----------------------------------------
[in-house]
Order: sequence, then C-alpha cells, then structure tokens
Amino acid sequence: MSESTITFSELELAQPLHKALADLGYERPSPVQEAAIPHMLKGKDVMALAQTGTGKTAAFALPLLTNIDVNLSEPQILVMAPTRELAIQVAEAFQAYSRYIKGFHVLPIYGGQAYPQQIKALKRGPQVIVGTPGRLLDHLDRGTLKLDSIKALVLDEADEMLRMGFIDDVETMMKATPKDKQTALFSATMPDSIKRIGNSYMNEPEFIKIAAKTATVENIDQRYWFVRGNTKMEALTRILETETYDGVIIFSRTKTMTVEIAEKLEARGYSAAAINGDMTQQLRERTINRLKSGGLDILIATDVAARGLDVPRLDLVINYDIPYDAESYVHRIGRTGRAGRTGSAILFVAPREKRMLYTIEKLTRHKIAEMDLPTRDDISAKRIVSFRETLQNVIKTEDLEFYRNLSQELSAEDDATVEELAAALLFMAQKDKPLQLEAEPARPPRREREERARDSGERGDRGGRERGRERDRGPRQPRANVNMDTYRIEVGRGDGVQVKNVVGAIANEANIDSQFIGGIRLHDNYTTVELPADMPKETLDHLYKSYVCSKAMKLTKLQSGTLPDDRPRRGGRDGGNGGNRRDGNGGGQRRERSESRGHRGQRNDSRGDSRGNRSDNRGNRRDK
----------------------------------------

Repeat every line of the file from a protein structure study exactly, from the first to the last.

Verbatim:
[in-house]
Order: sequence, then C-alpha cells, then structure tokens
Amino acid sequence: MSESTITFSELELAQPLHKALADLGYERPSPVQEAAIPHMLKGKDVMALAQTGTGKTAAFALPLLTNIDVNLSEPQILVMAPTRELAIQVAEAFQAYSRYIKGFHVLPIYGGQAYPQQIKALKRGPQVIVGTPGRLLDHLDRGTLKLDSIKALVLDEADEMLRMGFIDDVETMMKATPKDKQTALFSATMPDSIKRIGNSYMNEPEFIKIAAKTATVENIDQRYWFVRGNTKMEALTRILETETYDGVIIFSRTKTMTVEIAEKLEARGYSAAAINGDMTQQLRERTINRLKSGGLDILIATDVAARGLDVPRLDLVINYDIPYDAESYVHRIGRTGRAGRTGSAILFVAPREKRMLYTIEKLTRHKIAEMDLPTRDDISAKRIVSFRETLQNVIKTEDLEFYRNLSQELSAEDDATVEELAAALLFMAQKDKPLQLEAEPARPPRREREERARDSGERGDRGGRERGRERDRGPRQPRANVNMDTYRIEVGRGDGVQVKNVVGAIANEANIDSQFIGGIRLHDNYTTVELPADMPKETLDHLYKSYVCSKAMKLTKLQSGTLPDDRPRRGGRDGGNGGNRRDGNGGGQRRERSESRGHRGQRNDSRGDSRGNRSDNRGNRRDK